The following are excerpts from: TECHNICAL EXPLANATION OF THE “SMALL BUSINESS AND WORK OPPORTUNITY TAX ACT OF 2007” AND PENSION RELATED PROVISIONS CONTAINED IN H.R. 2206 AS CONSIDERED BY THE HOUSE OF REPRESENTATIVES ON MAY 24, 2007 Prepared by the Staff of the JOINT COMMITTEE ON TAXATION 

Understatement of Taxpayer’s Liability by Tax Return Preparers
(sec. 8246 of the bill and secs. 6694 and 7701 of the Code)

Present Law

An income tax return preparer is defined as any person who prepares for compensation, or who employs other people to prepare for compensation, all or a substantial portion of an income tax return or claim for refund.38 Under present law, the definition of an income tax return preparer does not include a person preparing non-income tax returns, such as estate and gift, excise, or employment tax returns.

An income tax return preparer who prepares a return with respect to which there is an understatement of tax that is due to an undisclosed position for which there was not a realistic possibility of being sustained on its merits, or a frivolous position, is liable for a first-tier penalty of $250, provided the preparer knew or reasonably should have known of the position.39 For purposes of the penalty, an understatement is generally defined as any understatement with respect to any tax imposed by subtitle A (i.e., income taxes). An income tax return preparer who prepares a return and engages in specified willful or reckless conduct with respect to preparing an income tax return is liable for a second-tier penalty of $1,000.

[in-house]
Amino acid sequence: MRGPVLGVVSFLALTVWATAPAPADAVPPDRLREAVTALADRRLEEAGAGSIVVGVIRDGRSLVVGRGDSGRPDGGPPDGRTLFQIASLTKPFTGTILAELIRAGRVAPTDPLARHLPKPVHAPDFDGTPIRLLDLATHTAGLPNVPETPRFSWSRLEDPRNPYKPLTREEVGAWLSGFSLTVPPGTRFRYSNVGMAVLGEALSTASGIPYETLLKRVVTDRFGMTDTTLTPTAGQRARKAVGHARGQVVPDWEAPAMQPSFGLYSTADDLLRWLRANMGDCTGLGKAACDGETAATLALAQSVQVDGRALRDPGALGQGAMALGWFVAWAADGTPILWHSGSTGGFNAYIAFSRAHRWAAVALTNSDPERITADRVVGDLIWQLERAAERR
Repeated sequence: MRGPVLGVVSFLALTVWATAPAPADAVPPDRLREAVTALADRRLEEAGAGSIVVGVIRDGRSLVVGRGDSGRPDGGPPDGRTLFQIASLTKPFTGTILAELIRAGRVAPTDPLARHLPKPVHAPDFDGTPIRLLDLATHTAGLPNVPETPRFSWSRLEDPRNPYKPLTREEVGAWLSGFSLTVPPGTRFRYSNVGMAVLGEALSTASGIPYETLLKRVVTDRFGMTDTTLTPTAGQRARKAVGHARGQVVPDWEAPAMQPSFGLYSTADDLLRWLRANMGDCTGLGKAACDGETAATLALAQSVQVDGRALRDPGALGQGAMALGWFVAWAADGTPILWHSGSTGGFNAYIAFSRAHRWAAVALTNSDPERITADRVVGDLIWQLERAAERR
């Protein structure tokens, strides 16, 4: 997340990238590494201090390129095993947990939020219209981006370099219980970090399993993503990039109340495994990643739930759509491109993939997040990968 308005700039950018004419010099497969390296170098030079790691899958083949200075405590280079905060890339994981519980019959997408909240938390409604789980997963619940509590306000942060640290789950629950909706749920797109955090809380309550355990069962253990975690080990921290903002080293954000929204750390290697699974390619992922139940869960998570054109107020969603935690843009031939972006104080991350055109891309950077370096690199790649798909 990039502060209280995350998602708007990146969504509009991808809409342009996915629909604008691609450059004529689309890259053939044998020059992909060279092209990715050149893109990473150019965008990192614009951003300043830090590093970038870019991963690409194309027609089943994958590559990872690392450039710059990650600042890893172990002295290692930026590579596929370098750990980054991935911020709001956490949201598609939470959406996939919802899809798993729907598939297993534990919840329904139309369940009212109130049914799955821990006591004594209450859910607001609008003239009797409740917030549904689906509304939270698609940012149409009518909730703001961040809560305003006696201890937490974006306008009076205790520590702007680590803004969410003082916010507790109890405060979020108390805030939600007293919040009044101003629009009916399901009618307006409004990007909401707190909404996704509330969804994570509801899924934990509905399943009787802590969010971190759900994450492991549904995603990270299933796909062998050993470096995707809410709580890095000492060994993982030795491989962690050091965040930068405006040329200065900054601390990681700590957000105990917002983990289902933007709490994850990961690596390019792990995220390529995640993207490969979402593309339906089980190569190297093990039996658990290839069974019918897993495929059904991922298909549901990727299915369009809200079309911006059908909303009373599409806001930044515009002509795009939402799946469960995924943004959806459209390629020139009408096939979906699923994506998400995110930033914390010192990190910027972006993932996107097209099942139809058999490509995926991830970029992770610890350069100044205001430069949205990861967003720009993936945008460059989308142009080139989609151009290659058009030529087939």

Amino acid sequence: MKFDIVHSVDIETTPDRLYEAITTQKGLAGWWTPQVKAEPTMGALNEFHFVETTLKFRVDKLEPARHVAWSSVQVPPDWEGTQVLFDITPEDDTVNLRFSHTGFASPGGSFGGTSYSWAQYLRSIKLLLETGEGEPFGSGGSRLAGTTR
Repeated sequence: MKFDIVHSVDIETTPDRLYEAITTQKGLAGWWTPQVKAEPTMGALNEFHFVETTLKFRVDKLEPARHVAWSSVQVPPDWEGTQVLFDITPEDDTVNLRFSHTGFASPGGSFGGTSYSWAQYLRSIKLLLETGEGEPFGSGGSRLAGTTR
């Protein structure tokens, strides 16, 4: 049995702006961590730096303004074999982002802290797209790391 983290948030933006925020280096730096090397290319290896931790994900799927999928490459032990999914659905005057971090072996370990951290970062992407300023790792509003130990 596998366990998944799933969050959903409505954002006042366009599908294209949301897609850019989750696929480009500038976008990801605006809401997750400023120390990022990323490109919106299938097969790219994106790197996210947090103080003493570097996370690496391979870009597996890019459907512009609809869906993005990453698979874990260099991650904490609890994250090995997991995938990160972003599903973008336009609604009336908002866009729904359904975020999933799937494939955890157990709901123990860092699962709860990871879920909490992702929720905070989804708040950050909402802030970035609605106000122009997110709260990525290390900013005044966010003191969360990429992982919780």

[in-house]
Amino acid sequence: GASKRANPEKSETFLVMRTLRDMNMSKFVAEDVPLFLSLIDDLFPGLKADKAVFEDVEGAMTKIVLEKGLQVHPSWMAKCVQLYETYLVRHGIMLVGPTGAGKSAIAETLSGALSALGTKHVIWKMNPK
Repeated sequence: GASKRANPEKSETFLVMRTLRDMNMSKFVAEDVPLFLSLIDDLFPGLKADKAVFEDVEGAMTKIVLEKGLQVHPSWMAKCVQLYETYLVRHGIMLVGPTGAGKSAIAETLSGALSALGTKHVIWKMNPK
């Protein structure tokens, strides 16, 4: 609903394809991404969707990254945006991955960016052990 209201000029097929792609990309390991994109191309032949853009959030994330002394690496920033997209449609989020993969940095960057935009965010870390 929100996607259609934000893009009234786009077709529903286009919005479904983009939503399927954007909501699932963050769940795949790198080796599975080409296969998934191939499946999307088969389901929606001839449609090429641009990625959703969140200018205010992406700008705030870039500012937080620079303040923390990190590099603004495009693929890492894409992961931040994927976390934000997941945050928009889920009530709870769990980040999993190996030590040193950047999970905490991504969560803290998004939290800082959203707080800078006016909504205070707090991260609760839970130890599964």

Explanation of Provision

The provision broadens the scope of the present-law tax return preparer penalties to include preparers of estate and gift tax, employment tax, and excise tax returns, and returns of exempt organizations.

The provision also alters the standards of conduct that must be met to avoid imposition of the penalties for preparing a return with respect to which there is an understatement of tax. First, the provision replaces the realistic possibility standard for undisclosed positions with a requirement that there be a reasonable belief that the tax treatment of the position was more likely than not the proper treatment. The provision replaces the not-frivolous standard accompanied by disclosure with the requirement that there be a reasonable basis for the tax treatment of the position accompanied by disclosure.